the absence of any meaningful pushback from Congressional Republicans. Indeed, not only are they acquiescing in Trump’s corruption, his incitements to violence, and his abuse of power, up to and including using the power of office to punish critics, they’re increasingly vocal in cheering him on.
.. if Republicans hold both houses of Congress this November, Trump will go full authoritarian, abusing institutions like the I.R.S., trying to jail opponents and journalists on, er, trumped-up charges, and more — and he’ll do it with full support from his party.
But why? Is Trumpocracy what Republicans always wanted?
Well, it’s probably what some of them always wanted. And some of them are making a coldblooded calculation that the demise of democracy is worth it if it means lower taxes on the rich and freedom to pollute.
.. They’re not really ideologues so much as careerists, whose instinct is always to go along with the party line. And this instinct has drawn them ever deeper into complicity.
.. once you’ve made excuses for and come to the aid of a bad leader, it gets ever harder to say no to the next outrage.
.. Republicans who defended Trump over the Muslim ban, his early attacks on the press, the initial evidence of collusion with Russia, have in effect burned their bridges. It would be deeply embarrassing to admit that the elitist liberals they mocked were right when they were wrong
.. the path of least resistance is always to sign on for the next stage of degradation.
“No evidence of collusion” becomes “collusion is no big deal” becomes “collusion is awesome — and let’s send John Brennan to jail.”
.. The party has long been in the habit of rejecting awkward facts and attributing them to conspiracies: it’s not a big jump from claiming that climate change is a giant hoax perpetrated by the entire scientific community to asserting that Trump is the blameless target of a vast deep state conspiracy... as long as they toed the line they can count on “wing nut welfare” — commentator slots on Fox News, appointments at think tanks, and so on... Even now, I don’t think most political commentators have grasped how deep the rot goes... We’re seeing, in real time, what the GOP is really made of.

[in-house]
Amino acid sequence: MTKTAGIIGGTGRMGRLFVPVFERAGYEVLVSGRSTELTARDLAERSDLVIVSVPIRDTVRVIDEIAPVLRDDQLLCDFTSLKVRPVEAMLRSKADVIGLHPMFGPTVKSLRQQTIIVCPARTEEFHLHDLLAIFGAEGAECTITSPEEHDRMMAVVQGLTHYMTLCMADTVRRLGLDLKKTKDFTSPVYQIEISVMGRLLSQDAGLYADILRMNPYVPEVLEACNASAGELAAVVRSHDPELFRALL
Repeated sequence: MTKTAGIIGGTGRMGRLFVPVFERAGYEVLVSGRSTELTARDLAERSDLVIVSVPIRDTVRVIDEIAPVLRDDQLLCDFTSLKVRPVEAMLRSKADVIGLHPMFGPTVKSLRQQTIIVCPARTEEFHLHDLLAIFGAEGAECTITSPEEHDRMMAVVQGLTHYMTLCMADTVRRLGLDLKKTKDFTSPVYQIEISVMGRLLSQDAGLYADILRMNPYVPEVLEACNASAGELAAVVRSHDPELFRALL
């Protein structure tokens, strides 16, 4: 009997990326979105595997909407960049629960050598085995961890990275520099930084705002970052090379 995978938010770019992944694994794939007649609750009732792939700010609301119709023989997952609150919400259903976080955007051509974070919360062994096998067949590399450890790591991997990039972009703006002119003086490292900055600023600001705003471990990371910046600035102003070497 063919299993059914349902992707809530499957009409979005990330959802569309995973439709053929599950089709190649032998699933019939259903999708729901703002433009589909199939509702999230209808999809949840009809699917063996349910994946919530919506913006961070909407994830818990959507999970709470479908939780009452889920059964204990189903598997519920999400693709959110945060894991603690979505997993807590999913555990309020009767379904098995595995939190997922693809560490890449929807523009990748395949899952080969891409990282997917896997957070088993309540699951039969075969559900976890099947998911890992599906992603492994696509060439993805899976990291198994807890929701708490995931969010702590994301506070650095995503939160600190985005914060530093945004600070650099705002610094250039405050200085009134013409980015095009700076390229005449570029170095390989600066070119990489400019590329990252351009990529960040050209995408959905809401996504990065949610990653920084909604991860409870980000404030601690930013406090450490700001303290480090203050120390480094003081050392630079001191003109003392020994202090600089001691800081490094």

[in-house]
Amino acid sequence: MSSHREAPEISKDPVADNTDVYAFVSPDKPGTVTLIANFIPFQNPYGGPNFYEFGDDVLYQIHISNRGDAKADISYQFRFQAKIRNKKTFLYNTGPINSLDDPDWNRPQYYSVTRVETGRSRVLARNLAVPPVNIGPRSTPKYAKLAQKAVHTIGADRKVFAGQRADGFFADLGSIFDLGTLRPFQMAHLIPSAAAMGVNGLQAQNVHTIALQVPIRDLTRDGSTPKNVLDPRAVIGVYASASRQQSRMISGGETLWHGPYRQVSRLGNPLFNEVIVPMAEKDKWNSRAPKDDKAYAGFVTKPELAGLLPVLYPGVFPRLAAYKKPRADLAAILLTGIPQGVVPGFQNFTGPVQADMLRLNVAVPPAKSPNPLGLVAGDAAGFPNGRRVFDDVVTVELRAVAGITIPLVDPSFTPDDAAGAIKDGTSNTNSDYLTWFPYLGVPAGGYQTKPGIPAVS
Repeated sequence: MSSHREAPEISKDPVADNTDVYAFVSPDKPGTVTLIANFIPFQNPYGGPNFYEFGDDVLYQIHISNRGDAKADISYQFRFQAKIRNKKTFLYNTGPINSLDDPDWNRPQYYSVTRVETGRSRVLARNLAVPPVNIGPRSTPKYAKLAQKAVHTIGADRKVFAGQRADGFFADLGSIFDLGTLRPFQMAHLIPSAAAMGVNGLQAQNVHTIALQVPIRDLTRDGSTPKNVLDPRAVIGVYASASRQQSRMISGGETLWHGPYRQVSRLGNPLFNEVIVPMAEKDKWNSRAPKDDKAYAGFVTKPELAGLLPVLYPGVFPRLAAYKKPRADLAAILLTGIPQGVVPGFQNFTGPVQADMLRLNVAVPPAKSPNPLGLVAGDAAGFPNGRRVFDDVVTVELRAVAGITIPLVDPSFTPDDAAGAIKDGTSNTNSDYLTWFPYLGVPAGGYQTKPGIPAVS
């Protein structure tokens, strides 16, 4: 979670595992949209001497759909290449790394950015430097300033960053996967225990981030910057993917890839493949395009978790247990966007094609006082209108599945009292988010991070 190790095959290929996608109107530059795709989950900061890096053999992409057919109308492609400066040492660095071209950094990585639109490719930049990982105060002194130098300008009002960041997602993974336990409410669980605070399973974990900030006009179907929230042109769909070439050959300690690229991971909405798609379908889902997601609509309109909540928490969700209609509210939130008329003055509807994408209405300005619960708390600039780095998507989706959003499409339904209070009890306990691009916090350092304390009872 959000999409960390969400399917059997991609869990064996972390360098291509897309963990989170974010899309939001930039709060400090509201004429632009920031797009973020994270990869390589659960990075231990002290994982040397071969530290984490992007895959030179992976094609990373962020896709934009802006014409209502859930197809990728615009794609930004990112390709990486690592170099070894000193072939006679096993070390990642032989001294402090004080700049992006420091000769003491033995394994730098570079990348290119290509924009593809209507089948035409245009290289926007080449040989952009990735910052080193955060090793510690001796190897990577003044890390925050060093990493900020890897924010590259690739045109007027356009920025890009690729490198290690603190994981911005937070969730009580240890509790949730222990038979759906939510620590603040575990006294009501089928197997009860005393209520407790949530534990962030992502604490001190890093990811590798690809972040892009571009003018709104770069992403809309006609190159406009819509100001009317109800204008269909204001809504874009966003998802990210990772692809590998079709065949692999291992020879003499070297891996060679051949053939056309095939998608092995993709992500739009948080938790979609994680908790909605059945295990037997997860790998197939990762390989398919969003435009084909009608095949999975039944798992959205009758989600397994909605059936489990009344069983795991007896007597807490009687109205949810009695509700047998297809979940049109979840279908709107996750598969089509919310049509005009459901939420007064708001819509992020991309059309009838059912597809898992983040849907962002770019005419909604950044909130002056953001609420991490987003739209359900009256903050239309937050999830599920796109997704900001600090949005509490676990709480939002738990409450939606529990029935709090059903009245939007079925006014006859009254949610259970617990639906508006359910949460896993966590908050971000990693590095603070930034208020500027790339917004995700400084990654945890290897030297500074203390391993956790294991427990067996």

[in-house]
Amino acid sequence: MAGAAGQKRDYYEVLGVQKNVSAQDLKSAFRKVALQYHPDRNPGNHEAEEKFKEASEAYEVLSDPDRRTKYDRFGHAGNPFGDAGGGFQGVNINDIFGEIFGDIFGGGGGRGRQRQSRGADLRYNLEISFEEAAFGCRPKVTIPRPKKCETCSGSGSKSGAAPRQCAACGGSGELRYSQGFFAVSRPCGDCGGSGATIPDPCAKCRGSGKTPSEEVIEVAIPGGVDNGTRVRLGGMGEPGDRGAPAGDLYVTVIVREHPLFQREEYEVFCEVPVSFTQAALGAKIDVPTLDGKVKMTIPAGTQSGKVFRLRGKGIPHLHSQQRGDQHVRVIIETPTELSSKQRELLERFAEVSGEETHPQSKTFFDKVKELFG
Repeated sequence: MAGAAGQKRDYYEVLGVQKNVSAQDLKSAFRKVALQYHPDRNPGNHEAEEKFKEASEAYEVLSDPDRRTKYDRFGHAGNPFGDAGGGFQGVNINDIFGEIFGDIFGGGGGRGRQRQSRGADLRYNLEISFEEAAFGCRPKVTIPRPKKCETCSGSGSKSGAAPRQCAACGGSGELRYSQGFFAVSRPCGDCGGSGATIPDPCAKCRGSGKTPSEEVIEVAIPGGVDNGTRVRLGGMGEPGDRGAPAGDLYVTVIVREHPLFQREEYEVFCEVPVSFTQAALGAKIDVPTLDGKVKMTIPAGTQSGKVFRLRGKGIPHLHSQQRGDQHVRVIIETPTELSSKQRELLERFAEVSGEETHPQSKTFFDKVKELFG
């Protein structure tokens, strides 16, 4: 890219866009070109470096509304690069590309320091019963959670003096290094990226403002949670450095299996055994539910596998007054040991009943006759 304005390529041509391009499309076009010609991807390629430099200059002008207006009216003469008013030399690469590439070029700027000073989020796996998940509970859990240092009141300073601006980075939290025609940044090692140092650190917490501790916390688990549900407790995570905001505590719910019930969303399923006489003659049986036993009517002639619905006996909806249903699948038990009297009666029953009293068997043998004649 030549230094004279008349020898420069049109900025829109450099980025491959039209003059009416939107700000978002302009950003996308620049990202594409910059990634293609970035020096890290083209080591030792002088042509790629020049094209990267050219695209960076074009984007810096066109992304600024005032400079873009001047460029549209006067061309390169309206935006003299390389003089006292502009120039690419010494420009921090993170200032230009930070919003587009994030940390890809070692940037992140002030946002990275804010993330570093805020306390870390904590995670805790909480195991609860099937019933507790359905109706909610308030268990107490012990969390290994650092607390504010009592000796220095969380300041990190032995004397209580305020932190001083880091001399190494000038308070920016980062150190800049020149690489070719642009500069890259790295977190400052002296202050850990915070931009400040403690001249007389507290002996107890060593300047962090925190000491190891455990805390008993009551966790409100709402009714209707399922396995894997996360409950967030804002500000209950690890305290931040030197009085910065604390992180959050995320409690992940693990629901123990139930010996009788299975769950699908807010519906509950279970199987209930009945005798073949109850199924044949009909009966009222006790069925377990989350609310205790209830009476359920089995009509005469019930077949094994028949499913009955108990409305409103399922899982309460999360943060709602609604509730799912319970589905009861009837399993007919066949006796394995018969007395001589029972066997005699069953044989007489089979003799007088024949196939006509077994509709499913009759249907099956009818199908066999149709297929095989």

One day it’s all sun and sycophantic fun on one of the president’s fancy golf courses, where you’re telling yourself that to marvel at his putts and swoon over his swing are small prices for influence and will pay off in the end.
.. That’s the story of Senator Lindsey Graham of South Carolina. Its moral couldn’t be clearer. There’s no honor or wisdom in cozying up to Donald Trump — just a heap of manure.
.. Maybe more than any other figure on Capitol Hill, Graham personifies his party’s spastic, incoherent, humiliating response to Trump across time and its fatally misguided surrender.
He denounced Trump before he befriended and defended him. He graduated from the unpleasant experience of being Trump’s punching bag to the unprincipled one of being his enabler. Like the majority of his Republican colleagues in Congress, he reckoned that he could somehow get more than he was giving up, which included his dignity. He reckoned wrong.
.. It was Graham who recently joined Senator Charles Grassley, the Iowa Republican, in undercutting the credibility of federal inquiries into Trump’s ties with Russia by recommending that the Justice Department investigate Christopher Steele
.. Did Graham tell himself then that he was craftily staying in Trump’s good graces so that he could coax the president toward saner, better immigration policy?
.. when Senator Tom Cotton, an Arkansas Republican, and David Perdue, a Georgia Republican, strenuously disputed the initial accounts that Trump said “shithole” in the Oval Office, it was not because his talk was actually statesmanlike. No, they heard him fume about immigrants from “shithouse countries” rather than “shithole countries,” and in that scintilla of semantic difference they found a rationale for muddying the waters and rallying around the president.